Mexican Artists Jose Dávila and Jorge Méndez Blake Build Stories and Suspense at Art Basel

  • Left: José Dávila; right: Jorge Méndez Blake. Courtesy Galería OMR and the artists

    Left: José Dávila; right: Jorge Méndez Blake. Courtesy Galería OMR and the artists

An architectural awareness and a flair for intrigue unite the two Mexican artists showcased by Galería OMR at this year’s Art Basel: Jose Dávila and Jorge Méndez Blake. Both artists studied architecture before transferring their understanding of space and structure to visual art. The Basel booth—which features Dávila during the first two days, then Méndez Blake thereafter—will present a striking occupation of space through stories, structures, and stones. 

Dávila’s work experiments with suspension. His sculptures teeter on the edge of equilibrium, with sheets of glass held in place by colorful braces. Ahead of this year’s fair, he described his process to Artsy as “a negotiation between forces and the physical aspect of the materials—height, weight, and position in space.” 

“Experimentation is a natural response to the process of sculpture-making,” Dávila continued. “I don’t just try to construct set ideas, I start working with certain materials and a certain notion of where I want to go, but often the results are unplanned.” Dávila communicates sculpture’s inherent potential. In one of his new Joint Effort works, two rocks weigh down an orange strap, which, wrapped around a transparent rectangle, forms a balancing triangle. Concrete and stone are enduring solids, while the glass that rests upon them could shatter.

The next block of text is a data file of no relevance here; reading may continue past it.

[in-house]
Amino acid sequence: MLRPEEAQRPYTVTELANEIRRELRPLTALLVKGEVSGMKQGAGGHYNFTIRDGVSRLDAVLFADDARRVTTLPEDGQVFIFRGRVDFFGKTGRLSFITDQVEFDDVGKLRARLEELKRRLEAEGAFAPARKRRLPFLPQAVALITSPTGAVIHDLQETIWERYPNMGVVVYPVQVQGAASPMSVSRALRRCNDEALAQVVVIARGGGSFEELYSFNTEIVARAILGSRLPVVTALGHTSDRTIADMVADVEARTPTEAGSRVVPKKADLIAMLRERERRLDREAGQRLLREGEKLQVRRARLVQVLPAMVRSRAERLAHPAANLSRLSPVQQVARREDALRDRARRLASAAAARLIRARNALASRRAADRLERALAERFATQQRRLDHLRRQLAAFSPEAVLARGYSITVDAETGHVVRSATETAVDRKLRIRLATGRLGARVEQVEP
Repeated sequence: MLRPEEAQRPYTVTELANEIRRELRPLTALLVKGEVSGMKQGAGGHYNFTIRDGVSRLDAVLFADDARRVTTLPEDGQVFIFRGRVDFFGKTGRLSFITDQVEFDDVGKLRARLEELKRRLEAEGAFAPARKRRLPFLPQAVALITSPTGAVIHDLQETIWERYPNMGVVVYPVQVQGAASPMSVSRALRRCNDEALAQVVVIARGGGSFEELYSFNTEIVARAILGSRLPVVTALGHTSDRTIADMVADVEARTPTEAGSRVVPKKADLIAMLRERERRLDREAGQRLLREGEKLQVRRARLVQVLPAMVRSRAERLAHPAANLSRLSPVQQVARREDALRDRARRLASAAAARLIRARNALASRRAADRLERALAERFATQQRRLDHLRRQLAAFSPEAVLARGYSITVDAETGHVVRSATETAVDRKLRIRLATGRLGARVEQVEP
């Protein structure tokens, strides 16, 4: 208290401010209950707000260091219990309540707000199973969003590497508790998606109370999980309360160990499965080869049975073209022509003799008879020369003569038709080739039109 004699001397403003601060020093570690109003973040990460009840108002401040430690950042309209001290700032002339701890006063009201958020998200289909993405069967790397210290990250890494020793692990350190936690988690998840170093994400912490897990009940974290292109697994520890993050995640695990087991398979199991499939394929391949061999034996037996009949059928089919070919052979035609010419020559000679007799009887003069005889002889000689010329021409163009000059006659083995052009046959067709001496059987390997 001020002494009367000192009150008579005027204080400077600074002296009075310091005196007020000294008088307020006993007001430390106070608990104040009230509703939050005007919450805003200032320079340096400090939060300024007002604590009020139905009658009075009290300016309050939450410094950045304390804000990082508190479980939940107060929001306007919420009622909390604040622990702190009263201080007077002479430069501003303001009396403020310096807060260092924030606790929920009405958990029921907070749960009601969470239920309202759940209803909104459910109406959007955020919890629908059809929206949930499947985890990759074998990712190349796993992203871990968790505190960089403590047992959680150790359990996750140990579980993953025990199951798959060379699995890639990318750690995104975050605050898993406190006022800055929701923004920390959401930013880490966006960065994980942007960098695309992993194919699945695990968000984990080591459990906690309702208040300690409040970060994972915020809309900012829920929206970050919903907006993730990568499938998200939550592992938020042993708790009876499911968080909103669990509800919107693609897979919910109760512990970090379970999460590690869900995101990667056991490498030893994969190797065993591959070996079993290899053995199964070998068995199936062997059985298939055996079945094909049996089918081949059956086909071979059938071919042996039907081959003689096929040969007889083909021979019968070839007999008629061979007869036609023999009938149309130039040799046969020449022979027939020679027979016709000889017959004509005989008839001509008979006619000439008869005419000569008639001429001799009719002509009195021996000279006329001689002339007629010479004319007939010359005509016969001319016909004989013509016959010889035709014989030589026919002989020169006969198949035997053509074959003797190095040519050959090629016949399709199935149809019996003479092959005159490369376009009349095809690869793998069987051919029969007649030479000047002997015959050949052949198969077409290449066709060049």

Jorge Méndez Blake’s work takes up the idea of translation as much as experimentation. His translation of narrative to fine art makes one think of Belgian conceptualist Marcel Broodthaers’s conversion of avant-garde text to visual concepts. “I approach art as someone who is trying to write, but without writing,” Méndez Blake told Artsy. “I make two- and three-dimensional objects that occupy the space between disciplines, where the margins of literature, art, and architecture overlap.” 

Works on display include both conceptual sculpture—a model of a typewriter on a desk, a book on a plinth—and drawings with origins somewhere in literature. Exploration Library. Library Structure (2015) shows a mysterious library in the middle of a jungle, while the large-scale Bartlebooth Monument (2011) consists of detailed drawings of littoral settings arranged in a grid that supposedly involve an unsolved puzzle from a novel by French experimental author Georges Perec. 

Where Dávila’s sculptures are suspenseful—rocks that may roll off their plinths, a piece of Perspex that could fall at any moment—Méndez Blake conjures just enough sense of intrigue to lead the viewer into architectures of the imagination.  


—Hannah Gregory


Visit Galería OMR at Art Basel 2015, Galleries, Booth R19, June 18–21, 2015


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